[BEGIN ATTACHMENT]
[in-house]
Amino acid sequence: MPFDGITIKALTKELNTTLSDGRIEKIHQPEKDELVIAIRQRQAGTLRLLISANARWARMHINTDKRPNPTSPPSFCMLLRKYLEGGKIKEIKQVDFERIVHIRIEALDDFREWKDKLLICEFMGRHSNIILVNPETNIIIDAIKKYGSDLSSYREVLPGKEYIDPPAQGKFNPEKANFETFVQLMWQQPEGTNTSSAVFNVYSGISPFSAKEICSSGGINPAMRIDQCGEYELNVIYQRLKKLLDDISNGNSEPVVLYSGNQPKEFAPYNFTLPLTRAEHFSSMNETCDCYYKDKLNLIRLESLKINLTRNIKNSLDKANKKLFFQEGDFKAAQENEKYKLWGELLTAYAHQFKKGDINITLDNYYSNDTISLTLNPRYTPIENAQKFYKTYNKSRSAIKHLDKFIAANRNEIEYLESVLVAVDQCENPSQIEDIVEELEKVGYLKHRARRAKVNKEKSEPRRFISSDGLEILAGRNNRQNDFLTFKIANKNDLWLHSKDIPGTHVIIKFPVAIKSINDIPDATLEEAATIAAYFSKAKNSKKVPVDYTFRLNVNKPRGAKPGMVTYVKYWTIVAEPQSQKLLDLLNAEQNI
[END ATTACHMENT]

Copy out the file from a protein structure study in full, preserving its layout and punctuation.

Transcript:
[in-house]
Amino acid sequence: MPFDGITIKALTKELNTTLSDGRIEKIHQPEKDELVIAIRQRQAGTLRLLISANARWARMHINTDKRPNPTSPPSFCMLLRKYLEGGKIKEIKQVDFERIVHIRIEALDDFREWKDKLLICEFMGRHSNIILVNPETNIIIDAIKKYGSDLSSYREVLPGKEYIDPPAQGKFNPEKANFETFVQLMWQQPEGTNTSSAVFNVYSGISPFSAKEICSSGGINPAMRIDQCGEYELNVIYQRLKKLLDDISNGNSEPVVLYSGNQPKEFAPYNFTLPLTRAEHFSSMNETCDCYYKDKLNLIRLESLKINLTRNIKNSLDKANKKLFFQEGDFKAAQENEKYKLWGELLTAYAHQFKKGDINITLDNYYSNDTISLTLNPRYTPIENAQKFYKTYNKSRSAIKHLDKFIAANRNEIEYLESVLVAVDQCENPSQIEDIVEELEKVGYLKHRARRAKVNKEKSEPRRFISSDGLEILAGRNNRQNDFLTFKIANKNDLWLHSKDIPGTHVIIKFPVAIKSINDIPDATLEEAATIAAYFSKAKNSKKVPVDYTFRLNVNKPRGAKPGMVTYVKYWTIVAEPQSQKLLDLLNAEQNI